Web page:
Birth Rate Decline in the West Is Accelerating

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Originally appeared at: Ad Orientem

During the past year, living in the shadow of Covid, I have been completing a book on the big global trends in population. This forced me to ask – what effect will the pandemic have on birth rates? There are countless factors to consider.

On the one hand, with more time at home and fewer distractions, we might expect there to be a baby boom. On the other, with couples under each other’s feet from dawn to dusk, sexual attraction may be waning. Delayed weddings, a lack of dating opportunities and a shortage of contraception in the developing world will all be taking their toll in various ways, too.

Then there is the fear factor. With the pandemic raging, women don’t necessarily want to get into a situation in which they will end up in a hospital, where the chance of picking up an infection is high. We now know that a woman of child-bearing age is unlikely to get seriously ill from Covid, and the chance of her passing on any infection to a foetus is probably zero – but that was not clear at the start of the pandemic and might have had the effect of putting some couples off procreation. Economic uncertainty and job insecurity compound the fear.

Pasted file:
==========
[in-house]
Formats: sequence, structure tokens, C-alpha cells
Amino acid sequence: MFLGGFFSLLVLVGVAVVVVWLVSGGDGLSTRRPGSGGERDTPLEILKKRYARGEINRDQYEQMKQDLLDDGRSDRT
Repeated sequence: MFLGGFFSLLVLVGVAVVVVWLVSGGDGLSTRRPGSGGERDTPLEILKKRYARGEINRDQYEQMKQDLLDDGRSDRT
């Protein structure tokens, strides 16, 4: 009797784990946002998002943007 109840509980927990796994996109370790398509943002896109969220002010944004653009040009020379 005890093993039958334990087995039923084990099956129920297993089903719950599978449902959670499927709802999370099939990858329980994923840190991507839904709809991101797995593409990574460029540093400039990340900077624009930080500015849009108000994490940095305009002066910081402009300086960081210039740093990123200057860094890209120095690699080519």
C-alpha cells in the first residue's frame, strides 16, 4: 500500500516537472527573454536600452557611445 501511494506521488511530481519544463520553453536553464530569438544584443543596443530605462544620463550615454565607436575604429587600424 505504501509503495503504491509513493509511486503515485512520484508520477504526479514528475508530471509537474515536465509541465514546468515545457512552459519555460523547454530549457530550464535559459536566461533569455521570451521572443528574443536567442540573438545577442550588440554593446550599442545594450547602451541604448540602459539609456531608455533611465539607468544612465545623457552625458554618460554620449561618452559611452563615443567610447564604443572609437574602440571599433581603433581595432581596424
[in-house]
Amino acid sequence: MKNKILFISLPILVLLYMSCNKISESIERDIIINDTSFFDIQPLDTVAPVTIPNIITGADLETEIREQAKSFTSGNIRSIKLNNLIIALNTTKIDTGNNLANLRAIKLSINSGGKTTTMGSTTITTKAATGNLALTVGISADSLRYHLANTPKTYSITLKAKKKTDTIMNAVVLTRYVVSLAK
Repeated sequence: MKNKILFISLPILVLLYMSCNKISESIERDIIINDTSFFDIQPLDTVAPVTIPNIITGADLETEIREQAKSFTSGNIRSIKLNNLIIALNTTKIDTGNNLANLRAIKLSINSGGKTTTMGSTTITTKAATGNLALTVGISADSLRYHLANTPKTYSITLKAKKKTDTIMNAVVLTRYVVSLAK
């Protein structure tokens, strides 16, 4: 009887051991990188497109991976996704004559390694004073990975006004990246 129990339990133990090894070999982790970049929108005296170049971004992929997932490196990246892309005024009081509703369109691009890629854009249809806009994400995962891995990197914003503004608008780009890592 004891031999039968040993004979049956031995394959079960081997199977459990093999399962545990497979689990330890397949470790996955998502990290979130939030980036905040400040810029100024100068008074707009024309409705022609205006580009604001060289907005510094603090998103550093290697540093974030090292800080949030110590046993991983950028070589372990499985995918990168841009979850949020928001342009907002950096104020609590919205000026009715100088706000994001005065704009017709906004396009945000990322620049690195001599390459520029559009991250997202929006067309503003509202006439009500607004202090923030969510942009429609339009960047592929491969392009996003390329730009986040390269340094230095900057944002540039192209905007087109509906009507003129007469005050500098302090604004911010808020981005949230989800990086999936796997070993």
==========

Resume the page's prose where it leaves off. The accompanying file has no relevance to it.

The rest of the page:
Overall, in more developed countries like Britain, the data shows that the net impact of these various factors has been a sharp drop in birth rates. Surveys of couples during the early days of the pandemic suggested that many were abandoning plans to start or grow a family, both in the short term and permanently. Meanwhile, early data suggests that the number of children born in the US this year will fall by at least half a million. In continental Europe, the picture is worse: in France, it looks like births are down 13 per cent, in Italy and Spain, 20 per cent.

If this were just a short-term dip, the overall economic impact would be limited. But it isn’t short term. Before anyone had heard of Covid, births were depressed across the developed world. Fertility rates in North America and Japan have been below replacement level for decades, and sinking. Even the better performers among the rich countries – the US, the UK, France and Scandinavia – were already set for steady population decline, mitigated only by ever higher levels of immigration. And small family syndrome is catching. The end of the One Child Policy has done little or nothing to increase childbearing in China; an increasingly educated and urban population, focused on material advancement and now long accustomed to small family size, has no interest in taking up the increased rations in family size now permitted to them by the Communist Party.

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